This is not to say that doormat faith is a bad thing. It is certainly no substitute for the faith that connects a person to God, but it can be a precursor to it. Its strength is that it leads people to the doorstep of a richly satisfying life with God. Its weakness is that it cannot bring people through the door. It is good, but it is not enough.
Life is full of rituals, from high church liturgies to baseball players’ on-deck circle routines. Humans are ritual-making creatures. Rituals connect us to the past and remind us of what is important in the present. How some rituals came into … Continue reading
Jeremy Taylor was one of the most influential teachers and theologians of the 17th century. His influence reaches our day through writers like Geroge Macdonald andC. S. Lewis. His two most famous works are The Rule and Exercises of Holy Living and The Rule and Exercises of Holy Dying. My son Kevin recently showed me some of his instructions from Holy Living on the subject of humility.
Since humility is the path along which all spiritual growth proceeds, and since “God opposes the proud but gives grace to the humble,” true humility is of greater worth than gold. Taylor makes the following suggestions for anyone who would live in the “grace of humility.”
To begin with, we need to understand that “Humility consists in a realistic opinion of yourself, namely that you are an unworthy person.” For the self-esteem generation, this assertion cannot help but seem misguided and even harmful. It is perhaps the most difficult advice Jeremy Taylor gives on the subject – and the most important.
When Taylor says we are “unworthy,” he does not mean we are worthless. Far from it: our worth is incalculable. When he says we are unworthy, he means that we have done nothing and can do nothing to merit the value God has placed on us. Until I see this is so, I will always be trying to prove myself worthy by my strength, my intelligence, my kindness or even my spirituality. I cannot “grow in the grace and knowledge of our Lord Jesus Christ” (2 Peter 3:18) while at the same time trying to prove myself. It is impossible. Continue reading
Desire plays an important role in life. If it were not for desire, the human race would not propagate. God made humans in such a way that they need, and are capable of experiencing, desire.
Desire is also important in the religious life, though its role is seen in vastly different ways, depending on the religion espoused. In Buddhism, if I understand it correctly, desire (or longing) is regarded as the principal cause of suffering. Desire is the fetter that binds people and keeps them from reaching enlightenment.
The Christian view on desire is nuanced. The King James word for it is “lust,” which frequently refers to inappropriate and destructive desires (like the desire to have another person’s spouse), but occasionally refers to appropriate and healthy desires. Jesus, for example, “eagerly desired” – the word regularly translated as “lusted” – “to eat the Passover” meal with his disciples.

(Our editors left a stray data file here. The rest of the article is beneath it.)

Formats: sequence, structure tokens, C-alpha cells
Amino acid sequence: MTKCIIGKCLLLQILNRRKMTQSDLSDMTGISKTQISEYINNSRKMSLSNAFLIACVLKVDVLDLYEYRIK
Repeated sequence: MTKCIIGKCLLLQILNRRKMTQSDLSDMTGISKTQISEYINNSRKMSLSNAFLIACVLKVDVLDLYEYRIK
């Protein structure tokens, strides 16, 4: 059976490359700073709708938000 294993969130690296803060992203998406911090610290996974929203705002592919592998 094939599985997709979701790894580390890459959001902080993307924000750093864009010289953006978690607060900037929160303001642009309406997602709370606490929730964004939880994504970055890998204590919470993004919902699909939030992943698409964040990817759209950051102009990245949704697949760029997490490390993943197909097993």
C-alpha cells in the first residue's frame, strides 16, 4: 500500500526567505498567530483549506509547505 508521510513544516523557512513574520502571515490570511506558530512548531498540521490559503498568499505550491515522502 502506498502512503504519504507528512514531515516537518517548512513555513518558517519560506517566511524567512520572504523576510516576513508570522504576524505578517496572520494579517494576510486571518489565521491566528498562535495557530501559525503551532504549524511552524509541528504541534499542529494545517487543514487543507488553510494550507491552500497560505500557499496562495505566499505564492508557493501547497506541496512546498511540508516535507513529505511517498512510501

Buddhism approaches desire or longing as something to renounce and eventually eliminate by following the eight-fold path. There are many points of contact for Christians and Buddhists along the eight-fold path, though their underlying assumptions will be at odds and will inevitably lead them in different directions.
Christians are never asked to make a universal renunciation of desire. Such a renunciation would be counterproductive. Instead, they are told to “put to death evil desires” while cultivating healthy ones. While they know that desire can fetter a person to a life of lovelessness and suffering, they also believe that desire can be a springboard into a life full of love and contentment. They don’t want to get rid of their desires, they want to transform them. Continue reading
St. Paul told the Roman Church, “Do not think of yourself more highly than you ought…” (Romans 12:3, NIV). The NIV supplies the words “of yourself” – they are not in the Greek text – which is something like “do not overthink.”
It does not seem to me that Paul is saying, “Don’t be conceited,” although that is what most people take him to mean. If that is what he meant to say, Greek offered him the vocabulary to say it, a vocabulary he makes frequent use of elsewhere. But here he uses a different word, one he may have coined himself, since it appears nowhere else in the Bible.
To translate the word Paul coined, I had to coin one myself. So here is the Looper translation: “For through the grace given to me I tell every one of you not to exaggerthink…”This doesn’t necessarily refer to thinking you are more important than other people. A person who exaggerthinks may be quite humble but her mind inflates what she can do, what she is called to do, and makes her responsible for how everything turns out.
People who exaggerthink often take on more than they should, robbing other people of service opportunities and wearing themselves out in the process. That is exaggerthinking. Continue reading